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Film: What's Your Number?

"Okay, I'm not going to sleep with one more guy until I'm sure he's the one. I may not have control over much, but I do have control over my pelvic floor. The next guy who vacations at Casa Esperanza is going to be my husband!"
Ally Darling

A 2011 rom com about Ally Darling, who, after yet another sexual partner that didn't want anything 'serious', comes across an article in a women's magazine saying that the average number of sexual partners women have had is 10.5, and women who sleep with over 20 men never find a husband. Her number? 19! Actually, wait, make that 20.

Suddenly desperate, Ally and her playboy neighbor Colin begin their search to find one of the 20 who may be "The One", so she can make him her husband without reaching the dreaded 21.

Based on the novel 20 Times A Lady by Karyn Bosnak, which was later re-released with the title 'What's Your Number' to match the film.


Tropes employed by this series are:

  • Be Yourself: Ultimately the aesop of the film — Ally realizes at Daisy's wedding that true love will let you be yourself, which is why she ends up dumping Jake.
  • The Beard: Invoked by Ally's political ex, who wants her to become his beard for his political career.
    Tom Piper: America's ready for a black president, but they're not ready for a gay black president.
  • The Big Board: Zig-Zagged. It's played for laughs when Colin makes one as part of tracking down Ally's ex, but somewhat straighter when he reveals that he learned how to make one from his dad the cop.
  • Concert Climax: A variant. Ally interrupts a band performing at a wedding in order to declare her love for the lead singer, Colin. She is able to sneak on stage by pretending to be another band member and banging a tambourine.
  • Deadpan Snarker: Colin, at times.
  • Foolish Sibling, Responsible Sibling: Ally and Daisy, respectively.
  • Handsome Lech: Colin. He picks up his newspaper with just a Modesty Bedsheet and hides out in Ally's apartment to avoid one of his one night stands.
  • Innocent Swearing: Ally shouts 'fuck' in front of a group of children, who then repeat the word in confusion. A scene or two later, they're seen running around and shouting 'fuckitty-fuck!'
  • Kissing Cousins: Ally's step-cousin Bo is on her 'People I've Slept With' list.
  • Like Father, Like Daughter: Ally's dad says she's more like him than her mother.
    "You may have her looks, but you've got my rhythm, kid. And I'm afraid it's a little offbeat."
  • Morning Routine: Whenever Ally wakes up with a man she likes in her bed, she sneaks into the bathroom to brush her hair, put on mascara, and put a little toothpaste on her tongue before getting back into bed and pretending to have just woken up, so her partner won't think she's ugly in the morning.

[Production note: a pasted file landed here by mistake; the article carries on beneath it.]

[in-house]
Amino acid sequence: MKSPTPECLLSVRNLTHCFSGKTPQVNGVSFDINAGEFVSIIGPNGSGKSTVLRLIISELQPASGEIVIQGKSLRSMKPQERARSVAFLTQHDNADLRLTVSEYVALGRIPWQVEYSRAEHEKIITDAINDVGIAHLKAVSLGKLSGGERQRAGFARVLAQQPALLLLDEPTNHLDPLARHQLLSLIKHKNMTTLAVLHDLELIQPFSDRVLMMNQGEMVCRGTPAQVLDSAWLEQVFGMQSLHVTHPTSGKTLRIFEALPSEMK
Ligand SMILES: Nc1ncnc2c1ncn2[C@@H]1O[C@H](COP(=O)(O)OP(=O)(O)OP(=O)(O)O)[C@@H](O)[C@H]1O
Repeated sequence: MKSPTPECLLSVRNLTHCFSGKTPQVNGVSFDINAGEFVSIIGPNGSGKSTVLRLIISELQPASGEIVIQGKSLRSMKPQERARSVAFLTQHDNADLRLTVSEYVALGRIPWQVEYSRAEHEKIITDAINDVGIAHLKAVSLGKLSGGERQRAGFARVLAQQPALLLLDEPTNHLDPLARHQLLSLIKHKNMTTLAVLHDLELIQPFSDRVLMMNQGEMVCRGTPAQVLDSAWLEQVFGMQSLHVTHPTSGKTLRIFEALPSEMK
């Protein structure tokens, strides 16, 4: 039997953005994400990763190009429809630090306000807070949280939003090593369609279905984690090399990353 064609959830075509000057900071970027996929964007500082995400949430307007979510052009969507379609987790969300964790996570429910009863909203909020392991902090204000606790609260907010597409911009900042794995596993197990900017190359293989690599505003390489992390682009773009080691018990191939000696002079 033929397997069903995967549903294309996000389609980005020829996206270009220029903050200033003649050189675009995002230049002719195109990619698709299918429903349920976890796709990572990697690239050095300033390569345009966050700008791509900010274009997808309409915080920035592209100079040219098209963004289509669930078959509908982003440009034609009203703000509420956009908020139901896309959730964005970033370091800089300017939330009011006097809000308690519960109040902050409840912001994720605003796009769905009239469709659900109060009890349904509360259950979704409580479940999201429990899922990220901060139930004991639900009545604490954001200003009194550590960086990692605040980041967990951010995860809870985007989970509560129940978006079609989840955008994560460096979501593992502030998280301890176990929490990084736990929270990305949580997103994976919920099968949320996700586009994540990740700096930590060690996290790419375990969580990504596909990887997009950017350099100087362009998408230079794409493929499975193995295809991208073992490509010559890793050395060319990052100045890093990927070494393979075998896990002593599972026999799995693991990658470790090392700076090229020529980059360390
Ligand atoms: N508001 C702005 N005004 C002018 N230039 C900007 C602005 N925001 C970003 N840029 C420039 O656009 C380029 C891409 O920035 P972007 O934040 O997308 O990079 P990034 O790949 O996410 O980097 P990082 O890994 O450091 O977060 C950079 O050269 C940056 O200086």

• New Old Flame: Invoking this trope is the whole premise of the film. In an effort to not let her sexual partner count go above twenty, Ally goes through her available exes in order to find one that's perfect for her, citing her sister Daisy's success with her husband (who was also New Old Flame).
  • The One That Got Away: Subverted with Jake, whom Ally thinks is this, but she comes to the realization that they aren't right for each other. Gerry Perry (played by [[The Lonely Island Andy Samberg) seems to think Daisy was this.
  • Really Gets Around: Ally, once she reads a magazine article about the typical number of partners and realizes she's way past that mark. Colin is far more promiscuous than she is, though, given the number of one night stands we see him have over the course of the movie.
  • Romantic False Lead: Jake Adams, Ally's ex from high school. He's handsome, charming, well-connected, runs a foundation in Africa, etc., and Ally's prim mother approves of their relationship wholeheartedly. She eventually breaks up with him because even though she considers him "perfect," they're not perfect for each other.
  • Rule of Three: Ally runs into her ex Donald three times, to his dismay.
  • Running Gag: See Rule of Three.
  • Scenery Censor: Colin. Among other things, a bannister and a guitar.
  • Sex Changes Everything: Ally freaks out shortly after sleeping with Colin, as her friends and family don't approve of him. They have a bitter fight and temporary breakup, although they get better.
  • Shirtless Scene: Colin gets plenty of these, though he and Ally share one when they play strip Horse, not too surprising since it is Chris Evans.
  • Skinny Dipping: Colin and Ally do this in the Boston Harbor. Then they realize it was a stupid idea because the water is cold.
  • Slut Shaming: A tad. Other characters clearly raise their eyebrows at Ally having slept with twenty guys.
  • Totally Radical: Ally's father, who uses things like "LOL" in conversation and tweets about the most inane things.
  • Twofer Token Minority: Tom Piper, played by Anthony Mackie, is black and gay.
  • Wake Up Make Up: Parodied. See Morning Routine above.
  • Wedding Day: The last 20 minutes of the film takes place at Ally's sister Daisy's wedding, as well as numerous other weddings throughout Boston.
  • Well Done Daughter Gal: Ally wants to find a boyfriend that'll make her mother happy. She eventually realizes that this isn't the right wayt o go about it.
  • What Did I Do Last Night?: Ally wakes up from a night of heavy drinking and partying to find, to her horror, her ex-boss pantsless in her bed, effectively making him her number 20. He's not because one of her past encounters calls her back and reveals that they didn't do anything because they were too drunk, so her ex-boss is #19 and Colin is actually #20.

Wedding WarsRomantic ComedyWhat Women Want
We Bought a ZooFilms of the 2010sThe Whisperer in Darkness

alternative title(s): Whats Your Number
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